Last weekend I sat down impatiently for the debut screening of ‘Whiplash’. I had read about it, watched the trailer more times than I care to mention and had been hotly anticipating this fast-paced music film, and as you’ll read from our Fortitude review it will not leave you disappointed. Everything about it was perfectly played out to the final inch. As a musician, I think I’d like to share with our readers my thoughts behind this surreal film and discuss some of the themes regarding the parallel between this film and reality.
Jazz is an incredible art form. I have been studying it for about five years now and I still struggle to even comprehend the enormity of it. In ‘Whiplash’ we see Nieman, a jazz drummer, at a top end conservatoire in New York. Conservatoires cover everything from classical to jazz to drama and are an elitist society which sees high level of dedication and achievement, beyond what is expected normally and yes, there are teachers just like Fletcher out there in these conservatoires. Is this a bad thing though? At this soaring level of expectation there can be no space for mucking about in practice and learning. You either make it, or you don’t and this ideal is constantly brought into question in the film. Should we push students to the edge of their sanity in order for them to achieve greatness? Will the emotional impact of their intense musical regime impact them negatively more often than positively?
I have seen music cripple players, often literally, with emotional breakdowns, substance abuse as a form of recovery and complete devastation when failing to reach the required mark, a mark that is often set so incredibly high. Do I have a problem with this, having suffered many of those things? Not in the slightest. Actually, to further this, after watching ‘Whiplash’ with another musician, we both agreed we would like to have a teacher as harsh and critical as Fletcher to mentor us….although perhaps, not quite to the degree of physical violence.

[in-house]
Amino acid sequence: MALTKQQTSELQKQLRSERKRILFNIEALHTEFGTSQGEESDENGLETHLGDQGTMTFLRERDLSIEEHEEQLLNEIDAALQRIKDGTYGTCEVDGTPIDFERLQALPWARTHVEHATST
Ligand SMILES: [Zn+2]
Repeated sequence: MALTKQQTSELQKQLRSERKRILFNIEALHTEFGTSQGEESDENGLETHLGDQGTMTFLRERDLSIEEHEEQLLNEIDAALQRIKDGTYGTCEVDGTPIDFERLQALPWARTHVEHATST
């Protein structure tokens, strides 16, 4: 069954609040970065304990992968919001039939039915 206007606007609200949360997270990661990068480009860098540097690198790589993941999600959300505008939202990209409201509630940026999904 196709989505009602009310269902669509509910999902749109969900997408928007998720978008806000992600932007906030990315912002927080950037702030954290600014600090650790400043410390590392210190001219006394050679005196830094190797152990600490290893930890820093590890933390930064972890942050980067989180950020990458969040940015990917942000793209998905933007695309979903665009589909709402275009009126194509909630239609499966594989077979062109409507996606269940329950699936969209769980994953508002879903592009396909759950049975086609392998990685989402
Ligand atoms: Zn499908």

Often we see singers rise to the top simply for doing some basic ‘vocal-training’, I use the term broadly, on a TV show desperate for ratings, before being voted by millions of non-musically educated people and become the latest drop in a stream of degrading un-inspiring musician flops. Flip the coin and look at the example the film gives us. The story of Charlie Parker is retold many times in ‘Whiplash’ as a prime example of the benefits of harsh criticism.
Charlie Parker at the age of 16 played with one of the leading swing drummers at the time, but messed up to which Jo Jones, the drummer, launched a cymbal violently at his feet and he was laughed off stage. Charlie Parker then went into full study and became one of the greatest saxophonists the world has ever seen. Fletcher poses the question to Niemen whether Charlie Parker would still be a great if he had just been told he had done a good job? This isn’t just a matter of jazz or classical either but in all disciplines including sport, art, acting and countless others. Greatness does not come without hard work, blood, sweat, tears and emotional distraught.
Can this become too much? Yes, easily. I think there needs to be more support for musicians going through this as often we are too selfish to ask for or admit to even needing help. Musicians often get locked in a cycle of practice and lose sight of why they even started playing, often losing control over many factors of their lives. Emotional support is the best benefit a hard working musician can have, as it grounds them in reality when pushing themselves beyond the threshold of expectation. But this does not equal ceasing the musician from the action of progression.
They’re pushing themselves in order to become something which they have dreamed of, to be able to defy the greats that got them into the music they plan, not just be able to whack out ‘Let It Be’ at a party. If a friend says to you, “oh I play piano”, your mind immediately jumps to them slouching over a Casio keyboard slaughtering ‘All Of Me’ 500 billion times. You do not picture them plastering up their fingers after learning a new Tchaikovsky piece or falling back tirelessly after finally working out a double time walking bass line with block chord sequence. Musical practice has been brought down by speculation of a quantifiable amount of hours to become good and by light-hearted approaches to ‘fun practice’. To become great, the reality is scarily close to Whiplash. As Fletcher confessed to Nieman in a small jazz bar nearing the end of the movie…
“I believe that is an absolute necessity”